An Information-Theoretic Framework for Consistency Maintenance in Distributed Interactive Applications
Zhang, Xin (2011) An Information-Theoretic Framework for Consistency Maintenance in Distributed Interactive Applications. PhD thesis, National University of Ireland Maynooth.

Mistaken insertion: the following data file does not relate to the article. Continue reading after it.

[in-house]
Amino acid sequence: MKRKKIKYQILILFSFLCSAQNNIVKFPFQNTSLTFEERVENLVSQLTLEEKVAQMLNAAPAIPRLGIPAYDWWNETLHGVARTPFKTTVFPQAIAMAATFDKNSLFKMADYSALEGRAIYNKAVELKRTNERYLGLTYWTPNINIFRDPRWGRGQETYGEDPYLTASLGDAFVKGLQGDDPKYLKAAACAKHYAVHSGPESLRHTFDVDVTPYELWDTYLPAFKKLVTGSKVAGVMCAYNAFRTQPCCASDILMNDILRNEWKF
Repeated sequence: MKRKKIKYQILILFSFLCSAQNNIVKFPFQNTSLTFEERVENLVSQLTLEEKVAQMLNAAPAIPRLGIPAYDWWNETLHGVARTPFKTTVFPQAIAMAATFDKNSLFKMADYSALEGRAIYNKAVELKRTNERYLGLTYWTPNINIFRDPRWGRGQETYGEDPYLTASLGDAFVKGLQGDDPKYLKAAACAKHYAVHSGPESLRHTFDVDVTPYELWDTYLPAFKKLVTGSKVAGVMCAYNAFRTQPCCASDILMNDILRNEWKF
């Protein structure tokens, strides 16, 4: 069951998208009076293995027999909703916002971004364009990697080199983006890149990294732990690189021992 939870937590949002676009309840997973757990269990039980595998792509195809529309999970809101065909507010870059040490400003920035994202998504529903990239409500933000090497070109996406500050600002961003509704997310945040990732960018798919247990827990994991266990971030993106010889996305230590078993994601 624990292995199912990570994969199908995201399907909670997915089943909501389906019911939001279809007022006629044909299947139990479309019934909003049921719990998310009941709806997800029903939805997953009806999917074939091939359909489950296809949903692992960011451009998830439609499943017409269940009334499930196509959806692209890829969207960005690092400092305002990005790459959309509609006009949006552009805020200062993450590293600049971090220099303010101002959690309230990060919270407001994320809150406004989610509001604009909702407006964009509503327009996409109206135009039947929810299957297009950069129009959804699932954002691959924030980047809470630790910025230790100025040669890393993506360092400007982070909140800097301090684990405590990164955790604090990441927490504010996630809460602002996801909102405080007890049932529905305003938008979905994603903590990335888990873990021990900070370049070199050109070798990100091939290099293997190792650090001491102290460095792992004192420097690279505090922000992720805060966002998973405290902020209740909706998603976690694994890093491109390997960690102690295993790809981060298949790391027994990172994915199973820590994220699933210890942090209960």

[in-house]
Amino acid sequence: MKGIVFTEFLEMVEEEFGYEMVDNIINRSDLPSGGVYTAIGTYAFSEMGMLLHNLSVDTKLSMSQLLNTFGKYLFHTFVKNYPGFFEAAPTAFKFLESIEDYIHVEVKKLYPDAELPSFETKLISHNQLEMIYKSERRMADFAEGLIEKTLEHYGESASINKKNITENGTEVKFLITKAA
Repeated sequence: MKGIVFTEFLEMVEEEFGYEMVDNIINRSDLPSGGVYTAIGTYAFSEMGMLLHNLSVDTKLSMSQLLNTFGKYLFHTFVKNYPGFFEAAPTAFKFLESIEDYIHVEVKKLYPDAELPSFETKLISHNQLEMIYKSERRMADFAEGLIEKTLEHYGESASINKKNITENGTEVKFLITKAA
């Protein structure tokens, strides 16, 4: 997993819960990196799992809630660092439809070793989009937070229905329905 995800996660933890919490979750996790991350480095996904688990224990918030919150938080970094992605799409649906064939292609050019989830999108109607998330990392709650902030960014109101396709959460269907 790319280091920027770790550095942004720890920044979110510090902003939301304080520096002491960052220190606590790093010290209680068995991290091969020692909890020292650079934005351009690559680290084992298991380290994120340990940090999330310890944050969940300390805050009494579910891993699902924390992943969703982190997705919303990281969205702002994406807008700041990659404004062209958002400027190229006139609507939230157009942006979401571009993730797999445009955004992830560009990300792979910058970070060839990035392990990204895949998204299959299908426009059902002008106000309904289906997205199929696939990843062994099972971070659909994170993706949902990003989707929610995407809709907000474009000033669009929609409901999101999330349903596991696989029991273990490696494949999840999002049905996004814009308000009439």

Distributed Interactive Applications (DIAs) enable geographically dispersed users to interact with each other in a virtual environment. A key factor to the success of a DIA is the maintenance of a consistent view of the shared virtual world for all the participants. However, maintaining consistent states in DIAs is difficult under real networks. State changes communicated by messages over such networks suffer latency leading to inconsistency across the application. Predictive Contract Mechanisms (PCMs) combat this problem through reducing the number of messages transmitted in return for perceptually tolerable inconsistency. This thesis examines the operation of PCMs using concepts and methods derived from information theory. This information theory perspective results in a novel information model of PCMs that quantifies and analyzes the efficiency of such methods in communicating the reduced state information, and a new adaptive multiple-model-based framework for improving consistency in DIAs. The first part of this thesis introduces information measurements of user behavior in DIAs and formalizes the information model for PCM operation. In presenting the information model, the statistical dependence in the entity state, which makes using extrapolation models to predict future user behavior possible, is evaluated. The efficiency of a PCM to exploit such predictability to reduce the amount of network resources required to maintain consistency is also investigated. It is demonstrated that from the information theory perspective, PCMs can be interpreted as a form of information reduction and compression. The second part of this thesis proposes an Information-Based Dynamic Extrapolation Model for dynamically selecting between extrapolation algorithms based on information evaluation and inferred network conditions. This model adapts PCM configurations to both user behavior and network conditions, and makes the most information-efficient use of the available network resources. In doing so, it improves PCM performance and consistency in DIAs.
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